Tech stocks have been the darlings of momentum investors this year. And this especially has been the case with some recent social IPOs. For example, Zynga’s (NASDAQ:ZNGA) shares are up about 48% for 2012.
But the momentum trade can easily fizzle. As I recently pointed out, the market could be vulnerable to a pullback. And while the major indices are getting hammered today, there’s still plenty more room to go. If the market does keep retreating, downward pressure on social IPOs could be intense. With that in mind, here are three IPOs to avoid:
True, the company is a leader in social gaming and is the dominant operator on the Facebook platform. Last year, the company generated a whopping $1.1 billion in revenues.
To keep up the growth, Zynga recently launched the beta version for zynga.com. It should lead to increased money-making opportunities, as it will allow games from third-party companies. Zynga also could be a big beneficiary of the legalization of online gambling. The company already has made huge inroads with its Texas HoldEm Poker game.
Regardless, investors have really gotten overeager with the stock. It even has gotten JPMorgan (NYSE:JPM) analyst Doug Anmuth worried, and he changed his rating on ZNGA from overweight to neutral. Anmuth thinks it will take some time for zynga.com to get results — which is reasonable, as it’s not easy to put together a destination site. Not to mention, it still is unclear when and if online gambling will become legal in the U.S.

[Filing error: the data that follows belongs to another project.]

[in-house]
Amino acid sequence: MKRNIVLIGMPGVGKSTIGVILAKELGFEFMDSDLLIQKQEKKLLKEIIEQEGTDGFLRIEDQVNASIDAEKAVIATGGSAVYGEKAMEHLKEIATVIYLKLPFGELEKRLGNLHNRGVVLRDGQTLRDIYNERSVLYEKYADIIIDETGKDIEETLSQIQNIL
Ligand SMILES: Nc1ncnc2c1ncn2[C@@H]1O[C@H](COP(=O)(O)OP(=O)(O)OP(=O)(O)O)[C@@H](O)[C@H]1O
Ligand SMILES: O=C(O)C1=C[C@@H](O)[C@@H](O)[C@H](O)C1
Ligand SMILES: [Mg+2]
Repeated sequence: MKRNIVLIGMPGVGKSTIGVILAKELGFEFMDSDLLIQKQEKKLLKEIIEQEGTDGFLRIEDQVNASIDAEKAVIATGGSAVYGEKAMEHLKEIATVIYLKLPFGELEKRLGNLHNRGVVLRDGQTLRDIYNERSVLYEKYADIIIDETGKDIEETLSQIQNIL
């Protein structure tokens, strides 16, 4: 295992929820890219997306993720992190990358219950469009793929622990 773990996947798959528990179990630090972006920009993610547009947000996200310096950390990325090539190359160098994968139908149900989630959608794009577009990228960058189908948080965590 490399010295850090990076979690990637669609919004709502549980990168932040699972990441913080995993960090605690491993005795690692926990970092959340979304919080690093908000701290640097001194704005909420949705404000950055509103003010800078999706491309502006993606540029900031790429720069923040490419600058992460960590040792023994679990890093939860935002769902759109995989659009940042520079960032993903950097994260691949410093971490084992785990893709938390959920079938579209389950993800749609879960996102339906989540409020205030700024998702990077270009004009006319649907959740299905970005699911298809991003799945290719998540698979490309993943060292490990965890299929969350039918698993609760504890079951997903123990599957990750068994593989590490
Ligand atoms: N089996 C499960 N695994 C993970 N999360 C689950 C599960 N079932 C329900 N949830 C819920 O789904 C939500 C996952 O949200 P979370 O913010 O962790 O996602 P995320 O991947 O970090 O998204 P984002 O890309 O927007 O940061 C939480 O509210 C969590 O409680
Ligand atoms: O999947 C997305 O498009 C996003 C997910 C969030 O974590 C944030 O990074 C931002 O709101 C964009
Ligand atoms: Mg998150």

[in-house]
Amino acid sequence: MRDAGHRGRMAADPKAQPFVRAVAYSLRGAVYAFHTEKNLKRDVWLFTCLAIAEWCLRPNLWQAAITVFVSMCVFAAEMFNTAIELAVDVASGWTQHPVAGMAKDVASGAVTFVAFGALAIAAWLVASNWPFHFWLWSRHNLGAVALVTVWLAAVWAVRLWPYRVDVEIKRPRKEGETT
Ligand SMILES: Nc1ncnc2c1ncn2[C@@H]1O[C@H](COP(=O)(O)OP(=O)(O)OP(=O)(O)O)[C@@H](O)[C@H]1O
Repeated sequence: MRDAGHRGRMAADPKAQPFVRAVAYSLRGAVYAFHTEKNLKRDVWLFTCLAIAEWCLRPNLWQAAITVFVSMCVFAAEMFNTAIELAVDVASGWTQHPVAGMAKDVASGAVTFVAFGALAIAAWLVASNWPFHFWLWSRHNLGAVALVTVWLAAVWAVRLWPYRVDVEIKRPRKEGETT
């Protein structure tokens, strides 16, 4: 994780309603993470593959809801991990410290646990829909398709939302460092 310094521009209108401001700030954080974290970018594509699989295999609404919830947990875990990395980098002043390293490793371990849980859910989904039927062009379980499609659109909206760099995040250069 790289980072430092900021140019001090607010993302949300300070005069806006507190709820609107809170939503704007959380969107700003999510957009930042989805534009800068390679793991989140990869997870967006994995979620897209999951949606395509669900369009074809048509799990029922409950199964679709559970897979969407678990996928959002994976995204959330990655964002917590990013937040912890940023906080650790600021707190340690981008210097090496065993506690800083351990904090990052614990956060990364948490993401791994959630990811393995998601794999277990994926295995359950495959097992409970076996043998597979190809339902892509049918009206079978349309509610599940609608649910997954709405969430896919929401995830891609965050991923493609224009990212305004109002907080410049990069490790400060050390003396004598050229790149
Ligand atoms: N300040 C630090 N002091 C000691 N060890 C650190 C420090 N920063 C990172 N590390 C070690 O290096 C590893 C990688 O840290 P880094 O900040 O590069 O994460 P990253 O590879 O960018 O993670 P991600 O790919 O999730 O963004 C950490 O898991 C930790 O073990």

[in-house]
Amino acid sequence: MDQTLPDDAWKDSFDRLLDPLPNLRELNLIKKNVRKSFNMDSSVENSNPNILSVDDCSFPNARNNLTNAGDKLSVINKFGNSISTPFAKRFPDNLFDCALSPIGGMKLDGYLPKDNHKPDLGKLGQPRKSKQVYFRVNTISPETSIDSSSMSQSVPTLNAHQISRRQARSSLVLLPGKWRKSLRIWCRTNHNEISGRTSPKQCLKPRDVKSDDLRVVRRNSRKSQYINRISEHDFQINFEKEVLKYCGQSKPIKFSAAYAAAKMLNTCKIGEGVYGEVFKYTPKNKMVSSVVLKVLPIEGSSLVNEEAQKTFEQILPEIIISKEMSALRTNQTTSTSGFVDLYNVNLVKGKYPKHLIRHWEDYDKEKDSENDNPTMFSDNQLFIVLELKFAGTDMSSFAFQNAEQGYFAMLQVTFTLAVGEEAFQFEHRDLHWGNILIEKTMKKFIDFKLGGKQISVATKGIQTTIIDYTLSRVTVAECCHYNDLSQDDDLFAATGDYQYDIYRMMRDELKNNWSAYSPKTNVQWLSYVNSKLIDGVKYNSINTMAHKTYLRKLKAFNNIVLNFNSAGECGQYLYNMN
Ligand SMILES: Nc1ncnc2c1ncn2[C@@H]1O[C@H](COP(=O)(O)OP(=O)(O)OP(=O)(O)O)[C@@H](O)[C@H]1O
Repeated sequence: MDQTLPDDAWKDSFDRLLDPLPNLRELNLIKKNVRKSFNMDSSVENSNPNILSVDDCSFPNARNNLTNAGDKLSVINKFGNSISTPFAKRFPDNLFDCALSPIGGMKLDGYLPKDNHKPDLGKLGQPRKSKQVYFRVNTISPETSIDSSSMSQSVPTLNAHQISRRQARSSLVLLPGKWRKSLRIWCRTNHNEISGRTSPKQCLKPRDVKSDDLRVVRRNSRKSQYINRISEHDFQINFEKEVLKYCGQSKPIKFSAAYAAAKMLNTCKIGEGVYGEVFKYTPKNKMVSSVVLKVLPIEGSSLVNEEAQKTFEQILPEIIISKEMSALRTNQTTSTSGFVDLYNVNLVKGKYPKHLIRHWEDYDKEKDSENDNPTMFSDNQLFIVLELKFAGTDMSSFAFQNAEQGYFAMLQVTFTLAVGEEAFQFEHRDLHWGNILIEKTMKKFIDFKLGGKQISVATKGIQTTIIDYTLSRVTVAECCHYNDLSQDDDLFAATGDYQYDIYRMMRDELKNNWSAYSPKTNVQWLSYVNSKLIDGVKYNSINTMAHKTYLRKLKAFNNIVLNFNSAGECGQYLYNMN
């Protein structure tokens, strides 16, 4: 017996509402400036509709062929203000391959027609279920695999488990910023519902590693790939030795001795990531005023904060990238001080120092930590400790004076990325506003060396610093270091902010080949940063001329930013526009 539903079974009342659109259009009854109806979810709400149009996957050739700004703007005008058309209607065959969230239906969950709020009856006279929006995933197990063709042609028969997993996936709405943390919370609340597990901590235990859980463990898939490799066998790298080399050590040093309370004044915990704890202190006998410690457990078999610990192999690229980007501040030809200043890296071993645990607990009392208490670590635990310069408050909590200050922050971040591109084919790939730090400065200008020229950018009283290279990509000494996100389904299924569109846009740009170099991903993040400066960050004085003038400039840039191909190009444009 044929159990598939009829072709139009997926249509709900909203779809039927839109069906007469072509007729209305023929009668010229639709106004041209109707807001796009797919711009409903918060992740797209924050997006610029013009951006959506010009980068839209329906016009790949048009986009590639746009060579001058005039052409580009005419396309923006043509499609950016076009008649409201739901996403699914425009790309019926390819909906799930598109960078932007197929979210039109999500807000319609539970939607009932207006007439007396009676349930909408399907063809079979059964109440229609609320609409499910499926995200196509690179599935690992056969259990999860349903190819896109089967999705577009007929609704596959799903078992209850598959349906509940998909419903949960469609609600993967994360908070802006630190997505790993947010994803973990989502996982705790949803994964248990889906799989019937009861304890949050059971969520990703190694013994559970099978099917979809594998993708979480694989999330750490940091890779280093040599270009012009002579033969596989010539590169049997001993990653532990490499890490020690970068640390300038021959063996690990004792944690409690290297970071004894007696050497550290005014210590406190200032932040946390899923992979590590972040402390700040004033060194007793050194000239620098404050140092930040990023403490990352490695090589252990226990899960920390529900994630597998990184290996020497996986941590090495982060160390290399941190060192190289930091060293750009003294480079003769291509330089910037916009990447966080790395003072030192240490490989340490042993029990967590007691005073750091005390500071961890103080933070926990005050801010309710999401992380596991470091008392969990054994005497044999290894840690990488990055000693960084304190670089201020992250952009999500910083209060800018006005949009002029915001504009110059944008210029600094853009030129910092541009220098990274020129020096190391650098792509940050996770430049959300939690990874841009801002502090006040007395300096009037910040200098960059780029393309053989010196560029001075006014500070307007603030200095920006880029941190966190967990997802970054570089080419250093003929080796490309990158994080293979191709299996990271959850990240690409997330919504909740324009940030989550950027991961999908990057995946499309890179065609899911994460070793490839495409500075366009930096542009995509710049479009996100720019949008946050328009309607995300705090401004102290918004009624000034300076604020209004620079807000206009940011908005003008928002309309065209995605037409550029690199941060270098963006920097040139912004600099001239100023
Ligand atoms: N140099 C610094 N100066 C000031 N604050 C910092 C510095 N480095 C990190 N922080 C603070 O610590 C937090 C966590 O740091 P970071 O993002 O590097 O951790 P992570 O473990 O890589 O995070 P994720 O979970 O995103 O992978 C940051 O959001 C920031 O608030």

Since reaching a low of $14.85 per share in late November, Groupon (NASDAQ:GRPN) has been able to regain some of its mojo, climbing back more than 20% to above $18.
Still, investors run many risks with Groupon. Even though it is the dominant player in the daily-deals business, it still must fend off tough rivals like Google (NASDAQ:GOOG), Amazon (NASDAQ:AMZN) and LivingSocial.
Groupon also has a labor-intensive business model, with more than 10,000 employees. It’s not easy to scale a business that is focused on local merchants.
Groupon posted a loss of $43 million in the latest quarter despite revenues almost tripling to $506.5 million. This should be investors’ biggest concern: In light of its size, shouldn’t the company be generating profits by now?
Yelp (NYSE:YELP) operates a platform that allows for reviews of local businesses, and it had a spectacular IPO last week, soaring over 64% to $24.58. However, investors are already getting skittish, and the stock is now back down to about $20.
Even with the drop, Yelp is trading at 13 times revenues, compared to roughly 8 for both Groupon and Angie’s List (NASDAQ:ANGI). If the honeymoon truly is already over, Yelp still could have more reversion to go.
Tom Taulli runs the InvestorPlace blog IPO Playbook, a site dedicated to the hottest news and rumors about initial public offerings. He also is the author of “All About Short Selling” and “All About Commodities.” Follow him on Twitter at @ttaulli. As of this writing, he did not own a position in any of the aforementioned securities.